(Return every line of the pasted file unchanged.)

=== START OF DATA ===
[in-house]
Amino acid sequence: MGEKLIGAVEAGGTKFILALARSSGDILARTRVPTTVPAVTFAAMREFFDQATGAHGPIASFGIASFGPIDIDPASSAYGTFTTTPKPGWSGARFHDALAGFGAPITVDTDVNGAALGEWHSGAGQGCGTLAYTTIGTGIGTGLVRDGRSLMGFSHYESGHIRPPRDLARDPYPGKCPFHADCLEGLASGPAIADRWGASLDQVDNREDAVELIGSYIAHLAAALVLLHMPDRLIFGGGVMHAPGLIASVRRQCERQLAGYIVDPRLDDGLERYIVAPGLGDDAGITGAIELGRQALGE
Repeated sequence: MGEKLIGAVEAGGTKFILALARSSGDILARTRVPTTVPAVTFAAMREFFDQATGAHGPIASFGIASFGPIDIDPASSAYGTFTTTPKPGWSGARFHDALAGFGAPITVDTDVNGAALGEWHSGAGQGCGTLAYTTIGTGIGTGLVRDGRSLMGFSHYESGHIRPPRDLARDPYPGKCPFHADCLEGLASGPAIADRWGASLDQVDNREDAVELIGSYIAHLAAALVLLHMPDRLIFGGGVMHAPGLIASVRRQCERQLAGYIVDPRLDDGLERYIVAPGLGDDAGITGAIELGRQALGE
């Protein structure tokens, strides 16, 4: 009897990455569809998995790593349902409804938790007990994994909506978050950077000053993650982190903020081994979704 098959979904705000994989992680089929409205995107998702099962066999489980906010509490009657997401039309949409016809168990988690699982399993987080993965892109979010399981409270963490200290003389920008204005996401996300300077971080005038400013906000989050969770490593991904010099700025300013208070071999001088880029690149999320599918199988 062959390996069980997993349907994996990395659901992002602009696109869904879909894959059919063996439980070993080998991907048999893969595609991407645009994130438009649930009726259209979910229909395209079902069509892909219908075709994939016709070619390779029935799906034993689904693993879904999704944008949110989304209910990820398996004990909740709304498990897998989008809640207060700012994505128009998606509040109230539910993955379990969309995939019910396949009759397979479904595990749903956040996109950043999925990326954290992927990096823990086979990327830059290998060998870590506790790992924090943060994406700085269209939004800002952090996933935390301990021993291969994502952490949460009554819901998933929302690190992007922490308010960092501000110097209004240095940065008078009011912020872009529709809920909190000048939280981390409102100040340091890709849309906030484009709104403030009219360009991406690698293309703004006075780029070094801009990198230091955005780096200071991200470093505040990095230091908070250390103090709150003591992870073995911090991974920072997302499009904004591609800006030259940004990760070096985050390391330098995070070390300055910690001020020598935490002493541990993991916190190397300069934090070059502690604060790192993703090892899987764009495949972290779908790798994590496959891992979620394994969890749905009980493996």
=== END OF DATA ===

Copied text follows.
[in-house]
Amino acid sequence: MGEKLIGAVEAGGTKFILALARSSGDILARTRVPTTVPAVTFAAMREFFDQATGAHGPIASFGIASFGPIDIDPASSAYGTFTTTPKPGWSGARFHDALAGFGAPITVDTDVNGAALGEWHSGAGQGCGTLAYTTIGTGIGTGLVRDGRSLMGFSHYESGHIRPPRDLARDPYPGKCPFHADCLEGLASGPAIADRWGASLDQVDNREDAVELIGSYIAHLAAALVLLHMPDRLIFGGGVMHAPGLIASVRRQCERQLAGYIVDPRLDDGLERYIVAPGLGDDAGITGAIELGRQALGE
Repeated sequence: MGEKLIGAVEAGGTKFILALARSSGDILARTRVPTTVPAVTFAAMREFFDQATGAHGPIASFGIASFGPIDIDPASSAYGTFTTTPKPGWSGARFHDALAGFGAPITVDTDVNGAALGEWHSGAGQGCGTLAYTTIGTGIGTGLVRDGRSLMGFSHYESGHIRPPRDLARDPYPGKCPFHADCLEGLASGPAIADRWGASLDQVDNREDAVELIGSYIAHLAAALVLLHMPDRLIFGGGVMHAPGLIASVRRQCERQLAGYIVDPRLDDGLERYIVAPGLGDDAGITGAIELGRQALGE
């Protein structure tokens, strides 16, 4: 009897990455569809998995790593349902409804938790007990994994909506978050950077000053993650982190903020081994979704 098959979904705000994989992680089929409205995107998702099962066999489980906010509490009657997401039309949409016809168990988690699982399993987080993965892109979010399981409270963490200290003389920008204005996401996300300077971080005038400013906000989050969770490593991904010099700025300013208070071999001088880029690149999320599918199988 062959390996069980997993349907994996990395659901992002602009696109869904879909894959059919063996439980070993080998991907048999893969595609991407645009994130438009649930009726259209979910229909395209079902069509892909219908075709994939016709070619390779029935799906034993689904693993879904999704944008949110989304209910990820398996004990909740709304498990897998989008809640207060700012994505128009998606509040109230539910993955379990969309995939019910396949009759397979479904595990749903956040996109950043999925990326954290992927990096823990086979990327830059290998060998870590506790790992924090943060994406700085269209939004800002952090996933935390301990021993291969994502952490949460009554819901998933929302690190992007922490308010960092501000110097209004240095940065008078009011912020872009529709809920909190000048939280981390409102100040340091890709849309906030484009709104403030009219360009991406690698293309703004006075780029070094801009990198230091955005780096200071991200470093505040990095230091908070250390103090709150003591992870073995911090991974920072997302499009904004591609800006030259940004990760070096985050390391330098995070070390300055910690001020020598935490002493541990993991916190190397300069934090070059502690604060790192993703090892899987764009495949972290779908790798994590496959891992979620394994969890749905009980493996």